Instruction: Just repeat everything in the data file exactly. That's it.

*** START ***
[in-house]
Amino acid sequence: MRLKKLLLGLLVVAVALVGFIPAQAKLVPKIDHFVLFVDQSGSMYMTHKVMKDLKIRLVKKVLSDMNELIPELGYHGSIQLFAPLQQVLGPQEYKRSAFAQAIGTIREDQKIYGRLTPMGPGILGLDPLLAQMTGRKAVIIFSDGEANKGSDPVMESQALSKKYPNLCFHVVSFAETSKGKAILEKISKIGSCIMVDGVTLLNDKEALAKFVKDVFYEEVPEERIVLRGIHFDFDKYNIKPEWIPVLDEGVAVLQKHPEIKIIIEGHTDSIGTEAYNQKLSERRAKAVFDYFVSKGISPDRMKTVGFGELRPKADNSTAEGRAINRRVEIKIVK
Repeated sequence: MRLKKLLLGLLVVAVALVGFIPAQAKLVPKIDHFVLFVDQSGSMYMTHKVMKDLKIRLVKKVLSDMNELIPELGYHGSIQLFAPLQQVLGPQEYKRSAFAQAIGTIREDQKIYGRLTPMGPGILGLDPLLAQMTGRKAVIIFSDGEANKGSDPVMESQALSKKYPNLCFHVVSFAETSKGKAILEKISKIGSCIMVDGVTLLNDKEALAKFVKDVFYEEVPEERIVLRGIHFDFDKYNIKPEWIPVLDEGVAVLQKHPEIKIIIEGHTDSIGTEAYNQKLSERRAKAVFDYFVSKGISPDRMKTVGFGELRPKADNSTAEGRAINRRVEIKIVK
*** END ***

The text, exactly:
[in-house]
Amino acid sequence: MRLKKLLLGLLVVAVALVGFIPAQAKLVPKIDHFVLFVDQSGSMYMTHKVMKDLKIRLVKKVLSDMNELIPELGYHGSIQLFAPLQQVLGPQEYKRSAFAQAIGTIREDQKIYGRLTPMGPGILGLDPLLAQMTGRKAVIIFSDGEANKGSDPVMESQALSKKYPNLCFHVVSFAETSKGKAILEKISKIGSCIMVDGVTLLNDKEALAKFVKDVFYEEVPEERIVLRGIHFDFDKYNIKPEWIPVLDEGVAVLQKHPEIKIIIEGHTDSIGTEAYNQKLSERRAKAVFDYFVSKGISPDRMKTVGFGELRPKADNSTAEGRAINRRVEIKIVK
Repeated sequence: MRLKKLLLGLLVVAVALVGFIPAQAKLVPKIDHFVLFVDQSGSMYMTHKVMKDLKIRLVKKVLSDMNELIPELGYHGSIQLFAPLQQVLGPQEYKRSAFAQAIGTIREDQKIYGRLTPMGPGILGLDPLLAQMTGRKAVIIFSDGEANKGSDPVMESQALSKKYPNLCFHVVSFAETSKGKAILEKISKIGSCIMVDGVTLLNDKEALAKFVKDVFYEEVPEERIVLRGIHFDFDKYNIKPEWIPVLDEGVAVLQKHPEIKIIIEGHTDSIGTEAYNQKLSERRAKAVFDYFVSKGISPDRMKTVGFGELRPKADNSTAEGRAINRRVEIKIVK